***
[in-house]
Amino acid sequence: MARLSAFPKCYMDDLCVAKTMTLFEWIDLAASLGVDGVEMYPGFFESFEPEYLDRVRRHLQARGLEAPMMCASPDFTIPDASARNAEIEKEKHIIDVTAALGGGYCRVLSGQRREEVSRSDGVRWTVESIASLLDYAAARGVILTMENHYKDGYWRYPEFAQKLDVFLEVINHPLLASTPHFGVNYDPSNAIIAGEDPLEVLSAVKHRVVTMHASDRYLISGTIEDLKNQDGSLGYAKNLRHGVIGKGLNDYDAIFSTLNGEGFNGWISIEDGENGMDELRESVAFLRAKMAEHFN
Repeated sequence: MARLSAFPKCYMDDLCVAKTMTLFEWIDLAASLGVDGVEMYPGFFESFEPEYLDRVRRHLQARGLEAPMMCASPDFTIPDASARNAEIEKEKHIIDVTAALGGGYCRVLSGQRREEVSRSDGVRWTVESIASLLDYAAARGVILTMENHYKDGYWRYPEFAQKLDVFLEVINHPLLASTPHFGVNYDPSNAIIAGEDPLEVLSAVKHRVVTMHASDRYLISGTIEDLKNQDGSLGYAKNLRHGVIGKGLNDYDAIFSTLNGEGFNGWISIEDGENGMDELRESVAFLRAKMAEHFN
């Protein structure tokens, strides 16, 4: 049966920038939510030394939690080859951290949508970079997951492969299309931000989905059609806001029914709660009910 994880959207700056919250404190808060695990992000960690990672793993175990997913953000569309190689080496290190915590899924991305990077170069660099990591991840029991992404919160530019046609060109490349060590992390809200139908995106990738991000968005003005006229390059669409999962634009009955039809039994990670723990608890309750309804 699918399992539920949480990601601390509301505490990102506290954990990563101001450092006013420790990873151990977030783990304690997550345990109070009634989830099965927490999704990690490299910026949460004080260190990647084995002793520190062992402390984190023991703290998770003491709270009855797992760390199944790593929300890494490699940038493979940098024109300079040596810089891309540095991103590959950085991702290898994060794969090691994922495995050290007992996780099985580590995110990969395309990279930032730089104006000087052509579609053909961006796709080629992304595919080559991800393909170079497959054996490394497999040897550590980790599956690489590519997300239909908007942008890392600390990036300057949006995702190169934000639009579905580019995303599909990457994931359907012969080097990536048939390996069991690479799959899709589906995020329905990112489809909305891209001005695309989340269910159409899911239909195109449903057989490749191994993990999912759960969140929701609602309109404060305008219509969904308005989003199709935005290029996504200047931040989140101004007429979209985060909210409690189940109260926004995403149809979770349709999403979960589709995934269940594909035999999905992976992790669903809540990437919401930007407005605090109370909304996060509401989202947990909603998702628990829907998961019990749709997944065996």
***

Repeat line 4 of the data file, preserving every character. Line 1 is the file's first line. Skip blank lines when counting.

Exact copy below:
């Protein structure tokens, strides 16, 4: 049966920038939510030394939690080859951290949508970079997951492969299309931000989905059609806001029914709660009910 994880959207700056919250404190808060695990992000960690990672793993175990997913953000569309190689080496290190915590899924991305990077170069660099990591991840029991992404919160530019046609060109490349060590992390809200139908995106990738991000968005003005006229390059669409999962634009009955039809039994990670723990608890309750309804 699918399992539920949480990601601390509301505490990102506290954990990563101001450092006013420790990873151990977030783990304690997550345990109070009634989830099965927490999704990690490299910026949460004080260190990647084995002793520190062992402390984190023991703290998770003491709270009855797992760390199944790593929300890494490699940038493979940098024109300079040596810089891309540095991103590959950085991702290898994060794969090691994922495995050290007992996780099985580590995110990969395309990279930032730089104006000087052509579609053909961006796709080629992304595919080559991800393909170079497959054996490394497999040897550590980790599956690489590519997300239909908007942008890392600390990036300057949006995702190169934000639009579905580019995303599909990457994931359907012969080097990536048939390996069991690479799959899709589906995020329905990112489809909305891209001005695309989340269910159409899911239909195109449903057989490749191994993990999912759960969140929701609602309109404060305008219509969904308005989003199709935005290029996504200047931040989140101004007429979209985060909210409690189940109260926004995403149809979770349709999403979960589709995934269940594909035999999905992976992790669903809540990437919401930007407005605090109370909304996060509401989202947990909603998702628990829907998961019990749709997944065996």